Intel is reportedly planning to launch its first quad-core CPU for notebooks, the Core 2 Extreme QX9300, in the third quarter this year.
According to specificatons that appeared online at HCEPC.com, the Core 2 Extreme QX9300 will have a core frequency of 2.53GHz. The CPU will come in a socket P package and support FSB speeds up to 1066MHz. The chip will include 12MB L2 cache and have a maximum TDP of 45W.
Intel's new 45nm chips will be priced at US$1,038
in thousand-unit tray quantities, according to sources in Taiwan. As a result, the Core 2 Extreme QX9300 will eqip the upcoming high-end notebooks, which are expected to become mainstream not earlier than the 2H of 2009.
CPU+ GPU Concepts
Speaking about next-generation notebooks, we cannot neglect the upcoming chips that will pack both a CPU and GPU processors on a single chip. These chips are expected to be the heart of the notebooks that will appear on the market not erlier than Q2 of 2009.
The concept was firstly introduced back in 2006 by Intel's rival AMD, at the company's 2006 Analyst Day. At that time, AMD's Chief Technology Officer Phil Hester unveiled AMD's plans to focus on a the CPU/GPU concept for future chips, claiming that "homogenous multi-core" chips would become "increasingly inadequate" over the next few years. The company unveiled plans for a new type of processor, which it calls "Accelerated Processing Unit" (APU). APU's are expected to be multi-core chips that include any mix of processor cores and other dedicated processors. APU's will also feature an integrated memory controller, and clearly indicate AMD's plans to leverage ATI's graphics technology as an integral part of future multi-core processors. AMD believes that APU's will bring more performance and increased power efficiency and as such, they are expected to be part of mobile devices in 2H of2009.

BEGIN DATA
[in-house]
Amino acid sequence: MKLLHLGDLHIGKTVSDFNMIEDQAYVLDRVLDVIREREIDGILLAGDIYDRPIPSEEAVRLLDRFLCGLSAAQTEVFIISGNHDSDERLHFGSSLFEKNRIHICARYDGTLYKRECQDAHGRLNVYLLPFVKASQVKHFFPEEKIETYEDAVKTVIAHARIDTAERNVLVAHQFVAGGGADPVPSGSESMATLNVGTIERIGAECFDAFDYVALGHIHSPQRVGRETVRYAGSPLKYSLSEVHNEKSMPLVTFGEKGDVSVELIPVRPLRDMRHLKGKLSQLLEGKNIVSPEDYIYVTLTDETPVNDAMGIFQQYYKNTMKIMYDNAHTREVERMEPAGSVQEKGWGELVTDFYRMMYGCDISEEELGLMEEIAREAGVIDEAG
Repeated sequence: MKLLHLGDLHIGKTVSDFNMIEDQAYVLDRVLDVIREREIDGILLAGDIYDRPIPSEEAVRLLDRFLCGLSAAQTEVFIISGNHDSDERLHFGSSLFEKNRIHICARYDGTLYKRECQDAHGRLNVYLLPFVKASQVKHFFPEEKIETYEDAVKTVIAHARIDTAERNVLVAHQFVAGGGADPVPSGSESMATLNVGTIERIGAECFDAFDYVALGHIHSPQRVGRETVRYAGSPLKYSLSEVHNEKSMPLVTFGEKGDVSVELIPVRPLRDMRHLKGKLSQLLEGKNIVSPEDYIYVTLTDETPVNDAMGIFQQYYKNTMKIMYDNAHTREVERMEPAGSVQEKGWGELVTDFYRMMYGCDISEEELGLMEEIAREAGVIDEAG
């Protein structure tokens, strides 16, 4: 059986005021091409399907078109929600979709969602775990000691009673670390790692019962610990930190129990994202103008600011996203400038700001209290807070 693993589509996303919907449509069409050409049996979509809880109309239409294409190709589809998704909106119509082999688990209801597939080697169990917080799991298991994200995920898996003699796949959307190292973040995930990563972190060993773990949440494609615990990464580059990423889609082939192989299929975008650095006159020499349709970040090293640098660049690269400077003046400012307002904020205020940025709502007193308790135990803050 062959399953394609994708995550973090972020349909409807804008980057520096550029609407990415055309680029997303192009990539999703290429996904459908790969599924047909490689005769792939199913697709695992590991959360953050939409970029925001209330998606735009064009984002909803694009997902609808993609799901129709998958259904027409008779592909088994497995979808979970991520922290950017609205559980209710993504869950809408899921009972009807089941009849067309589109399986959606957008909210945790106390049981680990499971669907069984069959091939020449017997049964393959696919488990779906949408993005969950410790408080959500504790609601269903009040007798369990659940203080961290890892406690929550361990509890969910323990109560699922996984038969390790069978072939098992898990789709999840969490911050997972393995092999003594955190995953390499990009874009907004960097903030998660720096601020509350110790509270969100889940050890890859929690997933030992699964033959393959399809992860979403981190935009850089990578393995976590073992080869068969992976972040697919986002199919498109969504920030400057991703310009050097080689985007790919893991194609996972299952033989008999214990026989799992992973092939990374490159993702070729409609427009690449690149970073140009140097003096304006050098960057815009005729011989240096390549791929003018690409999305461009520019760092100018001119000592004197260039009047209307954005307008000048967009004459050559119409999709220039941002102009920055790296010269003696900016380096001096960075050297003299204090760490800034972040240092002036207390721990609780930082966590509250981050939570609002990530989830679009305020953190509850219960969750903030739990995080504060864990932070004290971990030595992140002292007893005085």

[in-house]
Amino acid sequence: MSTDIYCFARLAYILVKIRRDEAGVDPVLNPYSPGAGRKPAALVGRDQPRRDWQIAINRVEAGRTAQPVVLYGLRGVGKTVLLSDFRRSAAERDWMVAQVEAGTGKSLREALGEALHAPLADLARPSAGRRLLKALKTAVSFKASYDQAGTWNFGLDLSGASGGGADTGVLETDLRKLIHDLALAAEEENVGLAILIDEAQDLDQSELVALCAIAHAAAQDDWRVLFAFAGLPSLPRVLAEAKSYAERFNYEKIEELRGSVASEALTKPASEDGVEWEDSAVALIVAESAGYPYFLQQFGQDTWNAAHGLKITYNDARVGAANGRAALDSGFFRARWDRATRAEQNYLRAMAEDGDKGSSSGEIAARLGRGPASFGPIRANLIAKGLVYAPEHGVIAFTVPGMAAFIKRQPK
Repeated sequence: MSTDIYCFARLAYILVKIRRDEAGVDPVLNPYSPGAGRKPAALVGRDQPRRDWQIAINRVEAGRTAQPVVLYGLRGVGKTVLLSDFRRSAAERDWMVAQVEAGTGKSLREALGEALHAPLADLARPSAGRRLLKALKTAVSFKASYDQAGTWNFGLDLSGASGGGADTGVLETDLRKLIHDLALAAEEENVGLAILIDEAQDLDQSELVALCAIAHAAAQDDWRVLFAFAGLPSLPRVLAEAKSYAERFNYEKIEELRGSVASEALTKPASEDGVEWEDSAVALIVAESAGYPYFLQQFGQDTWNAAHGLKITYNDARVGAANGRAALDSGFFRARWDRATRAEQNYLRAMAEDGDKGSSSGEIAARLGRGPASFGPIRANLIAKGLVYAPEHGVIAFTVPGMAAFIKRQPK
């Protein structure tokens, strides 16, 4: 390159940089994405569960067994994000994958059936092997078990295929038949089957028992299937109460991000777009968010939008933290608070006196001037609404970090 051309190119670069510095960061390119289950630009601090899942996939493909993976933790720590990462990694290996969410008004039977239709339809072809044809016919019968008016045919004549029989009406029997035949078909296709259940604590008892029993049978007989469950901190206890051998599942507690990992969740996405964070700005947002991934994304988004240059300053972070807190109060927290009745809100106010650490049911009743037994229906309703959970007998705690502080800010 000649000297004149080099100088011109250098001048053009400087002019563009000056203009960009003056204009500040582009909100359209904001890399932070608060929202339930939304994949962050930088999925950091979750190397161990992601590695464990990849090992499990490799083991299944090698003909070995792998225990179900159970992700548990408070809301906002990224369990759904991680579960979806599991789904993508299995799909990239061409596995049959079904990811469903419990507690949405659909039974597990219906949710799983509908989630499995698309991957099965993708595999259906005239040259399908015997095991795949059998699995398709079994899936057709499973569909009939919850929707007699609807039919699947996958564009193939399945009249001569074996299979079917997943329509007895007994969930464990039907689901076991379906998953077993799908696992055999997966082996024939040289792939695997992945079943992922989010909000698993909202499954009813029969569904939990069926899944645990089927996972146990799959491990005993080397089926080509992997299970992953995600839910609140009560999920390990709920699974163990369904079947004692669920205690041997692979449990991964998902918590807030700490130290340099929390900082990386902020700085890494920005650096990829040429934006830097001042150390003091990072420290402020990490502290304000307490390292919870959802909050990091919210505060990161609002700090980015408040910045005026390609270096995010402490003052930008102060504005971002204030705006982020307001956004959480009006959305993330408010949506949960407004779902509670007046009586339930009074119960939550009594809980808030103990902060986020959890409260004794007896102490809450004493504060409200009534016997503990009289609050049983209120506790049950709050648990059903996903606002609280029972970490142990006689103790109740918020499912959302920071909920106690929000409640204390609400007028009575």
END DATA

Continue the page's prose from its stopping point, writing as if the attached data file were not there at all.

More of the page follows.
On the other hand, Intel has also plans to support a similar CPU/GPU combination project. Intel's chips will combine two CPU cores with an integrated graphics system based on the G45 processor. The chip for notebooks, called "Auburndale", will feature a DDR3-1333 memory controller and will be manufactured with the 45nm process, offering a 45~50 Watt TDP.